Before the 1980s, no one really bothered telling tales about yoga students’ tails. The instruction for a posture such as warrior I, as offered in the 1960s classic yoga text Light on Yoga by B.K.S. Iyengar, didn’t mention what to do about the tilt of the pelvis.1 But by the 1990s there crept into yoga teacher training a common cue that asked students to tuck their tails in a variety of standing postures, such as the warrior poses, mountain pose, chair pose, and even triangle pose. A slight pelvic tuck, also called a posterior tilt, can help to elongate the spine, which is one reason it was prized.
Various ways to ask for a tailbone tuck arose: Students were told to “scoop your tail,” “Drop your sacrum,” or “Draw your belly to your spine and move the top of your hips backward.” Why? The reasoning was that too many students were sticking their tails out in these standing postures, and when a student sticks their tail out (anterior tilting the pelvis), they create too much lordotic (backward) curve in the lumbar spine, which can overstress the joints. Tucking the tail was thought to engage the core muscles, which would protect the lower back.
It is certainly true that a posterior tilt of the pelvis reduces lumbar lordosis, but is pronounced lordosis in a standing pose always a problem?
Figure 1: Chair pose (utkatasana) with a pronounced anterior pelvic tilt (a) and with a posterior tilt (b), also called a “pelvic tuck.” Notice the effect on the spine in each variation: An anterior tilt deepens the lordotic curve of the lumbar spine, while a posterior tilt reduces lordosis.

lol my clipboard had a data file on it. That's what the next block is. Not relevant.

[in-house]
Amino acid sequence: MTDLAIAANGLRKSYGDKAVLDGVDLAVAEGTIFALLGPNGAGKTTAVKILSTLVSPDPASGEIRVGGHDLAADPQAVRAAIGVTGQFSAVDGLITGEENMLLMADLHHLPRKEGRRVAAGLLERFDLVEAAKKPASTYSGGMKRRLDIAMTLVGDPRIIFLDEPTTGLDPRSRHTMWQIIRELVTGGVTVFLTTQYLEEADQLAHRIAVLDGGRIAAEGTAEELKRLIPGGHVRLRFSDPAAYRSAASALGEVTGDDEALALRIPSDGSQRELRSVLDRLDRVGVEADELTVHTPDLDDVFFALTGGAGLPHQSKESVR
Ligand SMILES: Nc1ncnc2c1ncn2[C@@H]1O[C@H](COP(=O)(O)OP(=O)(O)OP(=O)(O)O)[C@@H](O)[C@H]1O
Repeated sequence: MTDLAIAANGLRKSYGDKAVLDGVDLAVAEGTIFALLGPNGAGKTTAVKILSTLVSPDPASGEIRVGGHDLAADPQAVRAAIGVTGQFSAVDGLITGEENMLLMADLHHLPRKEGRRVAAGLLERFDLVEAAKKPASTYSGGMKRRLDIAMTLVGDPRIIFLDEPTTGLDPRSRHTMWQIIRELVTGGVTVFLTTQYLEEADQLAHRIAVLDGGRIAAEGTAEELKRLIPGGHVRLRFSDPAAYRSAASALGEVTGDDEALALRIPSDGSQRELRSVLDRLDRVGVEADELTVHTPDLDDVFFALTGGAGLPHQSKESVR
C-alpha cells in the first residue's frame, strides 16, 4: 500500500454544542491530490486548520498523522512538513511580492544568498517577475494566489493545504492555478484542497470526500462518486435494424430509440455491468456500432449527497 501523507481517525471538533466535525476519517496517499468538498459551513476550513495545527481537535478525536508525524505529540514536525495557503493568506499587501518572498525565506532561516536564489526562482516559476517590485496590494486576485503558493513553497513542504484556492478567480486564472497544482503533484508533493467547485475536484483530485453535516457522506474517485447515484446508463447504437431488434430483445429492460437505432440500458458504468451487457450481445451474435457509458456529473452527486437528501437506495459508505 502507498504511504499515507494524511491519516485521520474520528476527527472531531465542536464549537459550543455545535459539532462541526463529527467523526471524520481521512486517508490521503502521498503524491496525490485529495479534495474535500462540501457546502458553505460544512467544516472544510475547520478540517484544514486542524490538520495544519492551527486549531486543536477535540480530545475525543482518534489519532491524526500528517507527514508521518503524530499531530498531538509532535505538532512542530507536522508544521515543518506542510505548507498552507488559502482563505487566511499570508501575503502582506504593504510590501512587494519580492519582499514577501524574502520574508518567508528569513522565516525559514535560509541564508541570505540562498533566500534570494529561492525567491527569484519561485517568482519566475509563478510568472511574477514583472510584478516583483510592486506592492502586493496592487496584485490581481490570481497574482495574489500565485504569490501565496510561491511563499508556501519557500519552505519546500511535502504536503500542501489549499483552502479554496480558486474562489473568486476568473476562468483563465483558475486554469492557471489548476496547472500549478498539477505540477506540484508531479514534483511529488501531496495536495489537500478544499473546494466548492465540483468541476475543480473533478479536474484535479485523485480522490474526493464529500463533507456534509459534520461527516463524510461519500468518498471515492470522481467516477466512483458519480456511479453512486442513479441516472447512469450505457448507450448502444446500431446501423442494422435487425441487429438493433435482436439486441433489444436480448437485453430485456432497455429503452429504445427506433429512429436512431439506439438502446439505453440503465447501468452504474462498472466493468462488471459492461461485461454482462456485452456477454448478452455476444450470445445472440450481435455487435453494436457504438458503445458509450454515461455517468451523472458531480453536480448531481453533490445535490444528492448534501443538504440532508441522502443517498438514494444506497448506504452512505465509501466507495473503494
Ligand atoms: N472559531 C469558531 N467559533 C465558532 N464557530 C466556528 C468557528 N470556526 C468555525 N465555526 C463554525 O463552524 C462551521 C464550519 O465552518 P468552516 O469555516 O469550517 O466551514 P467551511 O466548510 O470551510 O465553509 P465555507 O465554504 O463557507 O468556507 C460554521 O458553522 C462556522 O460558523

It is interesting to notice that the tail tuck cue came first, and the rationale for the cue was developed in the years that followed. Paul Grilley has noted one reason why this cue became so common: Many yoga teachers in the 1980s and 1990s came to yoga from a dance background. In the dance world, especially in classical ballet, dancers are “taught to tuck their pelvis so they can spin on a straight axis. It is difficult to spin multiple times if the pelvis is not tucked. [Ballet dancers] are also taught to tuck their pelvis so they can maximize their height and the appearance of leg extensions.” 2 What worked in the dance world was assumed to work in the yoga world, even though a trained professional dancer often has a very different body than the average yoga student.
By the late 2000s, the cueing had changed. Teachers had begun to realize that tucking the tail led to too much straightening of the lumbar curve. Having the lumbar too straight can be just as bad as having it too curved. For some people, performing a posterior pelvic tuck can also affect the upper spine and the position of the rib cage, creating a collapsed upper body and constricted breathing. A tucked tail became prohibited in many yoga studios; the pendulum had swung far away from the previous alignment cue. But some teachers felt that perhaps the pendulum had swung too far—“never,” after all, is never right. There are some occasions and some bodies that call for tucking the tail, and others when this tilt should be minimized or avoided altogether.